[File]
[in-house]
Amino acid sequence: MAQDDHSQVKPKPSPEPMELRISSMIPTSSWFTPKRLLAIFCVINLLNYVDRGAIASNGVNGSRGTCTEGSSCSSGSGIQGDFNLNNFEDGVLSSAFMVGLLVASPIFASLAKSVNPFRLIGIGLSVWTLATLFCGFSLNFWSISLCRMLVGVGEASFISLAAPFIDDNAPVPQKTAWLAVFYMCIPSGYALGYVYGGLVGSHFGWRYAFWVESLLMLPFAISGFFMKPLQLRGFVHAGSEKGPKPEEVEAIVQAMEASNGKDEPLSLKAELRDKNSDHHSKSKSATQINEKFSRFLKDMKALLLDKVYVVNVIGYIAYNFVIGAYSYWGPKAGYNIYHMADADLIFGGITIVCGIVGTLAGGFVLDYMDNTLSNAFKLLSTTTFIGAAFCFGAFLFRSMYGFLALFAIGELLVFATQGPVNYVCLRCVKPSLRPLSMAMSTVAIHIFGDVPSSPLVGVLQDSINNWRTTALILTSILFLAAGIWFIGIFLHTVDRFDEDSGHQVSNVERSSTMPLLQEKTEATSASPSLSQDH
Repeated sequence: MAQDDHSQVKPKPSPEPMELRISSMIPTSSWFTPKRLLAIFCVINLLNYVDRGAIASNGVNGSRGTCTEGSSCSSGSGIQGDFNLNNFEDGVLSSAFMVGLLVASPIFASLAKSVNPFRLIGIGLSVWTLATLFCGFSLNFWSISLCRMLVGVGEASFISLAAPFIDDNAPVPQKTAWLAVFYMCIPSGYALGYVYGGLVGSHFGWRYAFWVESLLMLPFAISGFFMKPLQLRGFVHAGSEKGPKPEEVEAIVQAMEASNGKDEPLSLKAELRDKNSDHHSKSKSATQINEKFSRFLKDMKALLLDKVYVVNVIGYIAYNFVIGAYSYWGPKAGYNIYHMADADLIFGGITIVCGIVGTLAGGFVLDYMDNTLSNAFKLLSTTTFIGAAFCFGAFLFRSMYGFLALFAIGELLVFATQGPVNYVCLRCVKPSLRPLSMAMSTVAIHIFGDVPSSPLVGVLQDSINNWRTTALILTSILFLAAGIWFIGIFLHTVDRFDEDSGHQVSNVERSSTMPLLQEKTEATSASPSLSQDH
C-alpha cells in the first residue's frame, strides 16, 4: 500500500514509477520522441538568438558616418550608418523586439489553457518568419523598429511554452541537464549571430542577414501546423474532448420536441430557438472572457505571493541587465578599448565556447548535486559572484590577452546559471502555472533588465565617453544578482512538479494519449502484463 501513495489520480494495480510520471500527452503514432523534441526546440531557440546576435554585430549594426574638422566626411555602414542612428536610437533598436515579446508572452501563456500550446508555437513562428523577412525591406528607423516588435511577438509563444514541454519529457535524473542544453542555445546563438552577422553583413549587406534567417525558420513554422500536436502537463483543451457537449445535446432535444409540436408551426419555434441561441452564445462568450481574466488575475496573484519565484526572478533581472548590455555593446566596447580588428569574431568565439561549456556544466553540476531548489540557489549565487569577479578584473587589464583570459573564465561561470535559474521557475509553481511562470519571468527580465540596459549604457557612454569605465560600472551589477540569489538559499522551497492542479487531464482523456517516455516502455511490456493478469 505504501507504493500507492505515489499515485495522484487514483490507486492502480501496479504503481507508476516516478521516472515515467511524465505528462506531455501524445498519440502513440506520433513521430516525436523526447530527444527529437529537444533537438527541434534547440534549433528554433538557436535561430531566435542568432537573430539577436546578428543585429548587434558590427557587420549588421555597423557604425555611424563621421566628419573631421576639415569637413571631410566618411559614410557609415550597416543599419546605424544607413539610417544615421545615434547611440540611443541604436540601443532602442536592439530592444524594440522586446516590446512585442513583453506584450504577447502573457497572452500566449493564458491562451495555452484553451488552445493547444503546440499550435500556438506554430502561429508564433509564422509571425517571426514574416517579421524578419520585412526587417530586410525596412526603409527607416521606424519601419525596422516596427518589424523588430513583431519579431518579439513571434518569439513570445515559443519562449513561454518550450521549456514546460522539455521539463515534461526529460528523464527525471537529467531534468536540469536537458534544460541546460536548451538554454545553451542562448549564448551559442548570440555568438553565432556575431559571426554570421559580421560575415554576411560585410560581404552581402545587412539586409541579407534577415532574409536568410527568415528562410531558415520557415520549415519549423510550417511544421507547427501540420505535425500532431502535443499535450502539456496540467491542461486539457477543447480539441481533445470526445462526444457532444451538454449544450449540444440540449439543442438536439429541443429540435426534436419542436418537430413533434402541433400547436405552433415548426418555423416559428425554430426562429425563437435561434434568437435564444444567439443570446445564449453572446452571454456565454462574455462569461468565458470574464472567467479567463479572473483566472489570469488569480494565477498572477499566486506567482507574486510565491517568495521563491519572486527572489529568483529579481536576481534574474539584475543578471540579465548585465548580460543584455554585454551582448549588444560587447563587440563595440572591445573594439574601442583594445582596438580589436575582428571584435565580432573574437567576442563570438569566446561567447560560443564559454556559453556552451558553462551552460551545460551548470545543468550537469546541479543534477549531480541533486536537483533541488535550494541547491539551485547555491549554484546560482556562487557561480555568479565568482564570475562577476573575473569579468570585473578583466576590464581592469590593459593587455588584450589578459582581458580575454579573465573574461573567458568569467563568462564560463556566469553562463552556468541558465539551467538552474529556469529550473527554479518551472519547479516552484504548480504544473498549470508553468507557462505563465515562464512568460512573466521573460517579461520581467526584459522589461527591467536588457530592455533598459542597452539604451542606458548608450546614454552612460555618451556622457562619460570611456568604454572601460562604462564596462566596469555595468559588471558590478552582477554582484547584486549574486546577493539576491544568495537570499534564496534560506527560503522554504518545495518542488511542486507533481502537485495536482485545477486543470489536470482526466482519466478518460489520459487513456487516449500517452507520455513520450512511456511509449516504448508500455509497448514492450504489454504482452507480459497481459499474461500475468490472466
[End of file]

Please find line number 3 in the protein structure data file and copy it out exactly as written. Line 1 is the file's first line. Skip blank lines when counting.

Repeated sequence: MAQDDHSQVKPKPSPEPMELRISSMIPTSSWFTPKRLLAIFCVINLLNYVDRGAIASNGVNGSRGTCTEGSSCSSGSGIQGDFNLNNFEDGVLSSAFMVGLLVASPIFASLAKSVNPFRLIGIGLSVWTLATLFCGFSLNFWSISLCRMLVGVGEASFISLAAPFIDDNAPVPQKTAWLAVFYMCIPSGYALGYVYGGLVGSHFGWRYAFWVESLLMLPFAISGFFMKPLQLRGFVHAGSEKGPKPEEVEAIVQAMEASNGKDEPLSLKAELRDKNSDHHSKSKSATQINEKFSRFLKDMKALLLDKVYVVNVIGYIAYNFVIGAYSYWGPKAGYNIYHMADADLIFGGITIVCGIVGTLAGGFVLDYMDNTLSNAFKLLSTTTFIGAAFCFGAFLFRSMYGFLALFAIGELLVFATQGPVNYVCLRCVKPSLRPLSMAMSTVAIHIFGDVPSSPLVGVLQDSINNWRTTALILTSILFLAAGIWFIGIFLHTVDRFDEDSGHQVSNVERSSTMPLLQEKTEATSASPSLSQDH